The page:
Was going to be a comment but got unwieldy. I guess treat this as a Wood Appreciation Thread.
...a fastball once clocked at 102 miles per hour and a devastatingly hard curve/slurve that tumbled a foot in its journey to home plate; Astros first baseman Jeff Bagwell once said of the pitch, "I got no chance." —Buzz Bissinger, NYTimes
In 2006, I knew everything there was to know about building a baseball team; seriously-go back and read my posts. Bullpen was easy-just find some K's and some run suppression and slide them in there. Our roster and minors were littered with future closers: Mastny, Mujica, Miller, Sipp, Betancourt, whoever. I wasn't an idiot and I wasn't going to put on a hooded robe and dance around the stone monolith of Closer Mentality. I was going to meet mysticism with steely realism, just like Shapiro would, and I was going to laugh when what was obvious to me became obvious to everyone: if Bob Wickman could do this job incredibly well, then talented farmhands, proven setup men, and confident fathers from coast to coast could at least do it adequately.
I was an idiot. Everything that Tim McCarver says about closers is true. They shorten the game, they intimidate the opponent, they impose their will, they breed an attitude. They're born to parents of hell and brimstone, they drink the townspeople's blood to whiten their teeth, they eat vegetables raw or not at all. In short, they're different. Anyone who has watched the Indians' over the last 3 seasons cannot possibly deny that there is something distinct about closing. Exceptionally talented relievers cannot always do it. That's the fact as I see it.
As a fan, I want a championship more than I want anything; that's the company line and, outside of the liberated fandom espoused at FreeDarko, few are diverging from it. But, if I had my druthers (has anyone seen my druthers, by the way?), I don't just want to see the Indians win it, I want them to do it the way I've always imagined. Intimidating. Dominating. Overwhelming the opposition.
I wouldn't complain if the Indians won 83 games and somehow walked away with the hardware. But it's not what I imagine; I don't daydream about Jamey Carroll winning the World Series MVP or Jeff Weaver nailing down game 5 or Eric Wedge falling asleep at a stoplight, stone cold drunk. No, I daydream about Belle. And Pronk. But mostly Belle. They're part of a group of players that I have (inappropriately) dubbed Killing Machines. This is, admittedly, a rather ambiguous definition; I could say that it's players who can OPS+ over 170 or so, and that would be a decent place to start. I could say that it's pitchers who simply feel sorry for batters, reversing Rogers Hornsby.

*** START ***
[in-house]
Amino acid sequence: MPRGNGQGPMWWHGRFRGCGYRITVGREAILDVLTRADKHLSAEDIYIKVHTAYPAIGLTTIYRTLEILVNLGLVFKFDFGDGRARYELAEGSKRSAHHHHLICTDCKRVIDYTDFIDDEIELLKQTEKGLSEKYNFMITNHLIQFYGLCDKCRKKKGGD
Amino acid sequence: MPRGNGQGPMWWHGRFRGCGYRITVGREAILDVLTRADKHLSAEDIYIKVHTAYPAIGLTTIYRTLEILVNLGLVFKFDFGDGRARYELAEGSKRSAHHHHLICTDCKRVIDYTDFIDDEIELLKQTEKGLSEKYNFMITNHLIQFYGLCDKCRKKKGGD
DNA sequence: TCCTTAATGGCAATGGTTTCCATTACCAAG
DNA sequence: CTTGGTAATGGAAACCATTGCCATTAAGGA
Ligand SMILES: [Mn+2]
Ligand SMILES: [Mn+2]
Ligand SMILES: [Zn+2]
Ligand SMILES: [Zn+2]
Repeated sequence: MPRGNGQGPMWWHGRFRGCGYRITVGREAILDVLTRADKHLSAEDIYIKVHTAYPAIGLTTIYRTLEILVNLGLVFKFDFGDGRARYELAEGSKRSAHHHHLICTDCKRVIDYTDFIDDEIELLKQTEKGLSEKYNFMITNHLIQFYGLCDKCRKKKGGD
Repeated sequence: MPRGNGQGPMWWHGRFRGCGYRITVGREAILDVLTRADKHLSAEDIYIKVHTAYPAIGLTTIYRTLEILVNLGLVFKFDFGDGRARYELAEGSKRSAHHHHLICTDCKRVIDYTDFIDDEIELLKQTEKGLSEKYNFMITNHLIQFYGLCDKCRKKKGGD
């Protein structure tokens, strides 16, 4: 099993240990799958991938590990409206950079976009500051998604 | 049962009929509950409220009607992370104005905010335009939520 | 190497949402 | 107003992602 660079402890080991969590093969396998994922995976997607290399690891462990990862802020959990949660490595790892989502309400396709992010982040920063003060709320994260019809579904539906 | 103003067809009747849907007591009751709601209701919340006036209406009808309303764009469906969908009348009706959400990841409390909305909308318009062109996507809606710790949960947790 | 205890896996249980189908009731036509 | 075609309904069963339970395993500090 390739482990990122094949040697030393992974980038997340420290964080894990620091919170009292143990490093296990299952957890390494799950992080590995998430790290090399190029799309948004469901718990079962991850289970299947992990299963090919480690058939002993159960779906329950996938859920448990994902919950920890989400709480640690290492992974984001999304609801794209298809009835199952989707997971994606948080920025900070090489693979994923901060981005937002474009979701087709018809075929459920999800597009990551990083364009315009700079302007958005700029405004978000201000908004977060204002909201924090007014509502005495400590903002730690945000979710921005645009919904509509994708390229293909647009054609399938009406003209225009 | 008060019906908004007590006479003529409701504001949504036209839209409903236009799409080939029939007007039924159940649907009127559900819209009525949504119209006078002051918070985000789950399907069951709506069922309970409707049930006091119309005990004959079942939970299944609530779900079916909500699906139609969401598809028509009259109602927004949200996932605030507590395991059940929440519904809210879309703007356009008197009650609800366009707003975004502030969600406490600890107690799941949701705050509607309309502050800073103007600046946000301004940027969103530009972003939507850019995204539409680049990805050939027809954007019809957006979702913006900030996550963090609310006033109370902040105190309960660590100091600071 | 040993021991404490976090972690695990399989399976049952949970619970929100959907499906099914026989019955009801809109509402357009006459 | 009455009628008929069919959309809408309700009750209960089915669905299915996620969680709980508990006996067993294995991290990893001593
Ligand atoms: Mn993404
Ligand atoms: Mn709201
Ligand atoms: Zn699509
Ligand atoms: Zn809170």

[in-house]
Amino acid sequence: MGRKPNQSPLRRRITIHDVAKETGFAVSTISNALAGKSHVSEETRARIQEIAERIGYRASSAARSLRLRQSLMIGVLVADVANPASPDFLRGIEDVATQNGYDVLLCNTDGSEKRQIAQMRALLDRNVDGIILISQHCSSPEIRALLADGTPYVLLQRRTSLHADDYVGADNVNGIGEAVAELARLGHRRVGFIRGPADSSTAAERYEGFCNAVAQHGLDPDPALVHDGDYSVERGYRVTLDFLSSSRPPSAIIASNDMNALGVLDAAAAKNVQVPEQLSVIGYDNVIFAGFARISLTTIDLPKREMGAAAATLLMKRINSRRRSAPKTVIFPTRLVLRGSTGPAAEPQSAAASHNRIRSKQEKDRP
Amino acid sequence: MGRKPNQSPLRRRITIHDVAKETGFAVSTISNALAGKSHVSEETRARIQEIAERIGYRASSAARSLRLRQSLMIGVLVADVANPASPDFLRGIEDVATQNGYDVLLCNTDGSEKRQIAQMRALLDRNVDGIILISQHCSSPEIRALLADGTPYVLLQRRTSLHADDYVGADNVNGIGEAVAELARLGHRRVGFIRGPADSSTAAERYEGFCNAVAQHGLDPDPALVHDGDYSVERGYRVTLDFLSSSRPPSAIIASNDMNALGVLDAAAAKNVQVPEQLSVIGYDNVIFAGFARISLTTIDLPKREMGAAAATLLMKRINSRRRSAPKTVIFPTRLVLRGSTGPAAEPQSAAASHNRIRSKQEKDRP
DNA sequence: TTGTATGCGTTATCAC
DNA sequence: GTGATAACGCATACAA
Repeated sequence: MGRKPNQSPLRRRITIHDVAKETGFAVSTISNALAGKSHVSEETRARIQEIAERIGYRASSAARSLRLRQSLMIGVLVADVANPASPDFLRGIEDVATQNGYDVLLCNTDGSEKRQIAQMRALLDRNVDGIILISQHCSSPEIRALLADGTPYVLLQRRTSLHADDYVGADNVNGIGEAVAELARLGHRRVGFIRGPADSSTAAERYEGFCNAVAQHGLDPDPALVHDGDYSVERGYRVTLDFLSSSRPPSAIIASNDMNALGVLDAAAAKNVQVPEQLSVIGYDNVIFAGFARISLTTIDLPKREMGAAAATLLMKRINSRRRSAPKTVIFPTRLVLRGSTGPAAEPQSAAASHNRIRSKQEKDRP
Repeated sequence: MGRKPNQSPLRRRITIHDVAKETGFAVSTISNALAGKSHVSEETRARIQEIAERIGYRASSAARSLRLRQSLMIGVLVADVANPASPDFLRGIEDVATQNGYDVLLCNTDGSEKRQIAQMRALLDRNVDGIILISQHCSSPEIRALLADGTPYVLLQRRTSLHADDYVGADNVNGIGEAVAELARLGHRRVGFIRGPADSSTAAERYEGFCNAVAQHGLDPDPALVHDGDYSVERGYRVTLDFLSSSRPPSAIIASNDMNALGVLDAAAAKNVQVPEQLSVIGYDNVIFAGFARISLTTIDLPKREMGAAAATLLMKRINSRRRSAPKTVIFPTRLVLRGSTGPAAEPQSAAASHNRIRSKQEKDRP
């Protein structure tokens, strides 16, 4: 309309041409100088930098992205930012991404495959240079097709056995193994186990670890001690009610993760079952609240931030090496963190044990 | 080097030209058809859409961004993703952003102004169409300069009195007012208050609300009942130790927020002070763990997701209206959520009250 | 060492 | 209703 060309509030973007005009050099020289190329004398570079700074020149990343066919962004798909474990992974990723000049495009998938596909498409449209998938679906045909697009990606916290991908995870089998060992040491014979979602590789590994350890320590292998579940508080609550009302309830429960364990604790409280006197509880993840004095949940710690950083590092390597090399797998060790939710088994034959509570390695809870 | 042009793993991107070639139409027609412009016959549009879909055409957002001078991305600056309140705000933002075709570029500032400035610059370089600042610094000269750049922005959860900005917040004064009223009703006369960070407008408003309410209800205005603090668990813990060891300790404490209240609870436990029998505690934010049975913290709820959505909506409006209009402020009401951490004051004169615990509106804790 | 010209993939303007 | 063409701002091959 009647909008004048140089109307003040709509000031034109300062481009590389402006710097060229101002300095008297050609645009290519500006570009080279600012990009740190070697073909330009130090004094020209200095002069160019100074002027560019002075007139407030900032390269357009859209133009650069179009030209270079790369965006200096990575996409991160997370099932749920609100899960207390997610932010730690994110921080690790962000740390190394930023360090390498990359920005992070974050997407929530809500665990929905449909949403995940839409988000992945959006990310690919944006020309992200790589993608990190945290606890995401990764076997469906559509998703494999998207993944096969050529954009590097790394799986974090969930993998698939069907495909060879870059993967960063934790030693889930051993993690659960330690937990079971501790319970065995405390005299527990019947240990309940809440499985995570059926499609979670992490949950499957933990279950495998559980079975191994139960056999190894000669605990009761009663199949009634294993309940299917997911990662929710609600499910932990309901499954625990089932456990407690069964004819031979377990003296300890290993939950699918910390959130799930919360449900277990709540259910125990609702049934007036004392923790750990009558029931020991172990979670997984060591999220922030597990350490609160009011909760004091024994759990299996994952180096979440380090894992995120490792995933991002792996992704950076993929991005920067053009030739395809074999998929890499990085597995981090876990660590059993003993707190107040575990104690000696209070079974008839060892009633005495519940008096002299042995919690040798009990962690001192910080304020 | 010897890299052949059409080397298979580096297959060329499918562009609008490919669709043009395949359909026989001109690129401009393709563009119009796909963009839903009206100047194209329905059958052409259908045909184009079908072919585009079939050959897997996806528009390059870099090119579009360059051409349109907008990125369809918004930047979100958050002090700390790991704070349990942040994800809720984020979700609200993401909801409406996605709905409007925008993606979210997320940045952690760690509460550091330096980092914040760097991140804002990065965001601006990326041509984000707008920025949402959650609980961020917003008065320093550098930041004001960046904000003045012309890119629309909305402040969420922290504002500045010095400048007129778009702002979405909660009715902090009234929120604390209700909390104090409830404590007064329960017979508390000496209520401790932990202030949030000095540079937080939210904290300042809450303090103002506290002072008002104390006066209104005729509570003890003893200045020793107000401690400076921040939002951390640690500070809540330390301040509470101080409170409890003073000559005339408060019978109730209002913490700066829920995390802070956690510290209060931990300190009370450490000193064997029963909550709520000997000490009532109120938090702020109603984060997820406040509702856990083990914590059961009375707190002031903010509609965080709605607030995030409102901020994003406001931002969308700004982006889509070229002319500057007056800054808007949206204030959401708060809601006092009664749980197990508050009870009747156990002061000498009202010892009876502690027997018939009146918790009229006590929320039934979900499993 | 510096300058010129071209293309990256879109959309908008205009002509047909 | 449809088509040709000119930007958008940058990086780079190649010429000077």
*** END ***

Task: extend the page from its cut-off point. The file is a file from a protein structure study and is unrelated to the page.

I could also say that it's about connecting to other dominating figures: for instance, Belle is our Norman Mailer-he may stab someone but when it comes to his craft he's all power and Olympian ability. I could say lots of things but ultimately I don't know what makes a Killing Machine such. I know that other teams and, especially, other teams' fans are afraid of these players. Extremely afraid. I know that you recognize a Killing Machine when you have one-you cannot talk about this player without smiling. This player is a one-word answer to all of the questions.
It's stupid, nebulous, and it's fanspeak. But, I don't care what Nate Silver says I'm still allowed to be stupid about sports. I'm allowed to let my emotions matter as long as I realize they're my emotions. The Indians have had their fair share of these players in the last 15 years. Belle and Hafner are just my favorites but there's more than a handful of players that I can't even think of without grinning.
If you can't remember him fondly, it's your loss.
If Castrovince is right, Shapiro has added one more to the roster. Kerry Wood is not "sort of good" or a "value signing." Wood's FIP last year was 2.21, a number in-line with Papelbon (2.11), Broxton (2.12), Mariano (2.13), Fuentes (2.26), Lidge (2.31), and Smoltz (2.31). Francisco Rodriguez checked in at 3.14. I'm not going to waste any more time on this point—others are going to more capably point out how incredible Wood is statistically.
I'm talking about how Kerry Wood makes me feel (save it-I've seen about one half of a good boner joke today). I'm going to be excited to watch him pitch. I'm going to feel like the Indians are obviously at an advantage against nearly every hitter. I'm going to giddily tell everyone within earshot that Wood has some of the best pure stuff of all time. I'm going to scream when he gets the third out, not exhale with relief or take my hands from my eyes. I'm going to feel like we have Achilles except his mom remembered to switch hands. And she dipped his right arm twice. Kerry Wood is a Killing Machine.
In short, Wood makes me cocky. Very cocky. When I tell my kids, I'm not going to laugh and say that Joe Borowski or some other footnote closed out the Game 7 that changed a franchise. I'm going to glare back from under my McCarver-inspired druid hood, steely-eyed and say "Kerry Wood went 1-2-3."